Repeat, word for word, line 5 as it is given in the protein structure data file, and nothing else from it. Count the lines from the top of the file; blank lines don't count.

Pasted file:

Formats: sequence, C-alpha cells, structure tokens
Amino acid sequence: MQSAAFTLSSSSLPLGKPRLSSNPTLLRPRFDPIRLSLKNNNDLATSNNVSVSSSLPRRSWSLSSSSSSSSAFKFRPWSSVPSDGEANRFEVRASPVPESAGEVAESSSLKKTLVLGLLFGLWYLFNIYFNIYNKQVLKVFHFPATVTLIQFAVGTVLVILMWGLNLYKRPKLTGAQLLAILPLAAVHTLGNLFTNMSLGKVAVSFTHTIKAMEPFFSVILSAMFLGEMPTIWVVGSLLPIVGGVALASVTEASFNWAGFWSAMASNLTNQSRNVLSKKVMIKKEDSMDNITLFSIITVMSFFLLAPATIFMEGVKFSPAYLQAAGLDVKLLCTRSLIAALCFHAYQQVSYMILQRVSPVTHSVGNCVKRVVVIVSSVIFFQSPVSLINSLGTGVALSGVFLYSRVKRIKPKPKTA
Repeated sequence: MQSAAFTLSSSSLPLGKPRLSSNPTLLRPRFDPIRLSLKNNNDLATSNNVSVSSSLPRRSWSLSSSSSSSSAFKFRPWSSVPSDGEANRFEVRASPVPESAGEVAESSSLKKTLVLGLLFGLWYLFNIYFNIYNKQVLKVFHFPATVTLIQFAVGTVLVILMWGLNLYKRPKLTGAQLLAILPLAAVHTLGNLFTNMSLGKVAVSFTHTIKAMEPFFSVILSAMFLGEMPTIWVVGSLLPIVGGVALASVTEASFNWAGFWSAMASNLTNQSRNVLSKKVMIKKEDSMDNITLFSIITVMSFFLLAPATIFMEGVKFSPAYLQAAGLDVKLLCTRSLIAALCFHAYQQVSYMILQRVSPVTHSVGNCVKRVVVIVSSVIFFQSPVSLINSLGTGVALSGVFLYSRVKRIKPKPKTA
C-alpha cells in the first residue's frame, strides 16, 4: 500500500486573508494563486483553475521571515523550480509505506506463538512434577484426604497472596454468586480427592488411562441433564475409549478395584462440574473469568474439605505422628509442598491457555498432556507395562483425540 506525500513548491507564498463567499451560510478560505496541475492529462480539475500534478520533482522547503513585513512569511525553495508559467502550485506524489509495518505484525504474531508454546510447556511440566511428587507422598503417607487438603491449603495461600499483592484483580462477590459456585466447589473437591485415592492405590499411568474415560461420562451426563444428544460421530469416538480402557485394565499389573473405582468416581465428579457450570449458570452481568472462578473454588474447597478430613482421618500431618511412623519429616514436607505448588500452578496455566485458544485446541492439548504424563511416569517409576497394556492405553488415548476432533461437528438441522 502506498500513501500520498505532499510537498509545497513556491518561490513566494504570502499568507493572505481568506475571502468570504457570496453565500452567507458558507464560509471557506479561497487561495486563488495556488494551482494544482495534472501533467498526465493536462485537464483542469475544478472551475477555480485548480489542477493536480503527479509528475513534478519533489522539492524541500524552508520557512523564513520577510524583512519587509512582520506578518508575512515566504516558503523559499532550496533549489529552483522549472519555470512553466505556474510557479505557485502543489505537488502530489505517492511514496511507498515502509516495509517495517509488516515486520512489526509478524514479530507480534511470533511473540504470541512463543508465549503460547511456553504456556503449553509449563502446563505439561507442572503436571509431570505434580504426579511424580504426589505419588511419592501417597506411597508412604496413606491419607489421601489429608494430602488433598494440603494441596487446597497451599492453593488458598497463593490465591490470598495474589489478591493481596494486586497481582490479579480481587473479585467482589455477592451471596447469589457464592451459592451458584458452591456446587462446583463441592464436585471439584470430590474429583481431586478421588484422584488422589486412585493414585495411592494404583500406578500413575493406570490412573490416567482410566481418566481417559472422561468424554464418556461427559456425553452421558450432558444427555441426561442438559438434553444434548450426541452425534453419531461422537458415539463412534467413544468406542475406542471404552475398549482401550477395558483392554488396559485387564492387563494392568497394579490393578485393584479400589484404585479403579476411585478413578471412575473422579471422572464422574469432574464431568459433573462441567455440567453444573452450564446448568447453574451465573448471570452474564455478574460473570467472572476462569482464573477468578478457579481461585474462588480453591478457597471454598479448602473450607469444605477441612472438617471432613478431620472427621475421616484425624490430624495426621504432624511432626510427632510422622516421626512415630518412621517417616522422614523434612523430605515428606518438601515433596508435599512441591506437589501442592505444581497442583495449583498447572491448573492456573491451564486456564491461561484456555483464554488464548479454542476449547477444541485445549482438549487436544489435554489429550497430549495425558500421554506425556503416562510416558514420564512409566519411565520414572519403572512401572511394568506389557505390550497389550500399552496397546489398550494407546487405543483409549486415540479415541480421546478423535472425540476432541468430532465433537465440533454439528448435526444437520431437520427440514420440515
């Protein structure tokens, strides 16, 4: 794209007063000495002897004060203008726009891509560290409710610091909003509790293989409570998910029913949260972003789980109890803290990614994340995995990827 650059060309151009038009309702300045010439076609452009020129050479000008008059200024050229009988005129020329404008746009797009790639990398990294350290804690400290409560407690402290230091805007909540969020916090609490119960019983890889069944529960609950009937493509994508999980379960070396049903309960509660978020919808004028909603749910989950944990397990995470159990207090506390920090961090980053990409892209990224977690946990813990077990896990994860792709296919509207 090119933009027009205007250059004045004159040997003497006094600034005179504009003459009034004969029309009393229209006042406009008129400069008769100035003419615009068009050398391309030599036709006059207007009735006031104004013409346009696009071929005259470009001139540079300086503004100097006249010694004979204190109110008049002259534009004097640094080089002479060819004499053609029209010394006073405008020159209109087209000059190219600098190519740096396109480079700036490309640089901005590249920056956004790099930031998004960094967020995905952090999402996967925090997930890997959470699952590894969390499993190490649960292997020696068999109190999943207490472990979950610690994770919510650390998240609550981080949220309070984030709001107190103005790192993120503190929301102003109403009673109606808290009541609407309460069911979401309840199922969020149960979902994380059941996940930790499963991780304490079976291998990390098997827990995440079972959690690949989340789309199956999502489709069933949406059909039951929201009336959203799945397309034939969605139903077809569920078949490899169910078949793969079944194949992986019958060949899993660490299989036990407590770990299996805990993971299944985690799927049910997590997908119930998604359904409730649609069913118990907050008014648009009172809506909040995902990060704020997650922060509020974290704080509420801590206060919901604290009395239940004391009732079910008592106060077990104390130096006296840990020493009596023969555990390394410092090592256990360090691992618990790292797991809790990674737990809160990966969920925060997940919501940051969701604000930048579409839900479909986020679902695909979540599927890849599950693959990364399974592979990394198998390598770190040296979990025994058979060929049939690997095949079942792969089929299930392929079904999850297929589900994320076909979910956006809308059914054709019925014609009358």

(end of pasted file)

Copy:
């Protein structure tokens, strides 16, 4: 794209007063000495002897004060203008726009891509560290409710610091909003509790293989409570998910029913949260972003789980109890803290990614994340995995990827 650059060309151009038009309702300045010439076609452009020129050479000008008059200024050229009988005129020329404008746009797009790639990398990294350290804690400290409560407690402290230091805007909540969020916090609490119960019983890889069944529960609950009937493509994508999980379960070396049903309960509660978020919808004028909603749910989950944990397990995470159990207090506390920090961090980053990409892209990224977690946990813990077990896990994860792709296919509207 090119933009027009205007250059004045004159040997003497006094600034005179504009003459009034004969029309009393229209006042406009008129400069008769100035003419615009068009050398391309030599036709006059207007009735006031104004013409346009696009071929005259470009001139540079300086503004100097006249010694004979204190109110008049002259534009004097640094080089002479060819004499053609029209010394006073405008020159209109087209000059190219600098190519740096396109480079700036490309640089901005590249920056956004790099930031998004960094967020995905952090999402996967925090997930890997959470699952590894969390499993190490649960292997020696068999109190999943207490472990979950610690994770919510650390998240609550981080949220309070984030709001107190103005790192993120503190929301102003109403009673109606808290009541609407309460069911979401309840199922969020149960979902994380059941996940930790499963991780304490079976291998990390098997827990995440079972959690690949989340789309199956999502489709069933949406059909039951929201009336959203799945397309034939969605139903077809569920078949490899169910078949793969079944194949992986019958060949899993660490299989036990407590770990299996805990993971299944985690799927049910997590997908119930998604359904409730649609069913118990907050008014648009009172809506909040995902990060704020997650922060509020974290704080509420801590206060919901604290009395239940004391009732079910008592106060077990104390130096006296840990020493009596023969555990390394410092090592256990360090691992618990790292797991809790990674737990809160990966969920925060997940919501940051969701604000930048579409839900479909986020679902695909979540599927890849599950693959990364399974592979990394198998390598770190040296979990025994058979060929049939690997095949079942792969089929299930392929079904999850297929589900994320076909979910956006809308059914054709019925014609009358």